Category Archives: Homemade Cards

Conversation Card

The outside of the card might not seem like much, but it’s the inside that counts the most! For Father’s Day this year, I’m starting a new tradition.  I asked J a few questions about his dad and wrote down his responses.  When he made  his Father’s Day card (this year was just construction paper, stickers and markers), I made sure he left space for me to include his responses.  The plan is to do this every year.  Hopefully posting this here will help me remember to keep it up!

We also did this for his Grandpa’s card. 

My questions were basically geared towards getting a 3 year old to share his thoughts on dad/grandpa. Here’s how one of our conversations went…

What’s your favorite thing about ___?
     “His toys.”
What do you like to do with ____?
     “I like to play with him.”
How would you describe ____?
     “He has a head. He has some eyes. He has a nose and a mouth.”
What do you want to say to ____?
     “I love you!” and then he says to me, “Thank you!” And then I say to him, “You’re welcome!” And then he says to me, “I love you.” and I say to him, “Thank you!” And then he say to me, “You’re welcome.”

I personally would love to get a card with my son’s thoughts about me, however simple.  I’m hoping dad and grandpa love it too.

Dump Truck Valentine Card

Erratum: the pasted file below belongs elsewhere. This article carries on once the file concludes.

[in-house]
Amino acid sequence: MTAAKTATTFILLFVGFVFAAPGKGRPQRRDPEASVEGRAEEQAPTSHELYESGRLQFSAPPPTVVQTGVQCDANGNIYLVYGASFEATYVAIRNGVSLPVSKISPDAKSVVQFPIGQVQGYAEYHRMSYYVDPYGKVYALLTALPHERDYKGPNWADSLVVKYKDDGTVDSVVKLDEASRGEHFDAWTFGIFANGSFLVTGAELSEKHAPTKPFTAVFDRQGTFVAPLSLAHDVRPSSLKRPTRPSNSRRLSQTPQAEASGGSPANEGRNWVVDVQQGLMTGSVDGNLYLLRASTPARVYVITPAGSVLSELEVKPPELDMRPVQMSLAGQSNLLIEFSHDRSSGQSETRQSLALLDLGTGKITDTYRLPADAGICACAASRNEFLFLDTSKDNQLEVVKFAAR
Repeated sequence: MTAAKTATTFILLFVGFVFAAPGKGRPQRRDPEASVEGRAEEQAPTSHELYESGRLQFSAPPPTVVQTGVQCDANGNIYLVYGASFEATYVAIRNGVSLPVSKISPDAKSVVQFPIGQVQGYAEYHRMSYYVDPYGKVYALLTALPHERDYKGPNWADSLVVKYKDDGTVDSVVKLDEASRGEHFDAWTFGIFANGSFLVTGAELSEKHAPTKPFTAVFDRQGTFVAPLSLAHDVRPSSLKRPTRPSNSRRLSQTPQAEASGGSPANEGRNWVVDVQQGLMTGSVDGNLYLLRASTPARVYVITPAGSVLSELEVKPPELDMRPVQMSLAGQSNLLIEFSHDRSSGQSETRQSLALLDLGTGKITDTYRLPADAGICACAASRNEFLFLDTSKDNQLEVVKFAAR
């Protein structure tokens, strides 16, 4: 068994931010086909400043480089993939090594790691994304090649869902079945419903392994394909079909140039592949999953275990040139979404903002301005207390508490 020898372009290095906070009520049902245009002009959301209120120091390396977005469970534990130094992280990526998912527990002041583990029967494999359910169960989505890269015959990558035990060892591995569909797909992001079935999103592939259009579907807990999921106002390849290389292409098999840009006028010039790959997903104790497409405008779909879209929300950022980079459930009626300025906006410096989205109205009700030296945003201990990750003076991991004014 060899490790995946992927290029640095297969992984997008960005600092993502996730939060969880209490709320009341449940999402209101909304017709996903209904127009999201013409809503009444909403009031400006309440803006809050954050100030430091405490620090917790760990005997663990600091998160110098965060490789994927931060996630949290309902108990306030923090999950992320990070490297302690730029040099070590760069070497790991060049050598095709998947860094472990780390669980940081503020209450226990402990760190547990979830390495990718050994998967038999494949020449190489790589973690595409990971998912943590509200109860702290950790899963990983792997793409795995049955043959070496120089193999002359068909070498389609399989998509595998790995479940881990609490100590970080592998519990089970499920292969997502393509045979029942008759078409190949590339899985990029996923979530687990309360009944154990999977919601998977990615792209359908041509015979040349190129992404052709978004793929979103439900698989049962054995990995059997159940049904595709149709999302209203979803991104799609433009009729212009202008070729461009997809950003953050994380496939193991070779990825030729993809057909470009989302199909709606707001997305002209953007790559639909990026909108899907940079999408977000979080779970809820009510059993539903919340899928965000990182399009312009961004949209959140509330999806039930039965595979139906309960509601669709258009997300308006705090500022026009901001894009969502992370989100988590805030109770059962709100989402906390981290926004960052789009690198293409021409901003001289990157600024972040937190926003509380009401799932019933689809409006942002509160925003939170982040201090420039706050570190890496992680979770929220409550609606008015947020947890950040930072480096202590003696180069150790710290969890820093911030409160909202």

J made these Valentines cards for his cousins. 

What you need:  Unopened box of candy and a few extra pieces of the candy, construction paper, cardstock, car stickers, marker, and glue

 Prep:  I precut all the pieces of the truck for him to glue onto the cardstock and already had the “Happy Valentine’s Day” message on the cardstock. 

J  put the shapes together to create the truck and then added the box of candy at the end.  

The front of the card has a little road with some foam car stickers.  I thought it turned out pretty cute

This is from Busy Bee Craft Kids.com .  Of course, I didn’t plan for the candy box to be glued on at a tilt (in effect, dumping its cargo).  Oops!

Handprint and Footprint Valentines Cards

I saw this idea on Children’s Learning Activities last year and thought the message was so cute.  I’ve had it stored away in my mind since. 

For J, this activity was a ton of finger painting fun.  I taped some butcher paper on our kitchen floor and gave him a plate of finger paint.  He ended up filling 4 or 5 long sheets of paper.   While he was enjoying all the painting, I was sure to get some hand and footprints out of the fun.  We ended up having more than enough prints for grandparents, great-grandparents, aunts, and some for mom to keep too. 

We cut out the prints, glued them down and the wrote the message, “I love you from the tips of my fingers to the tips of my toes.”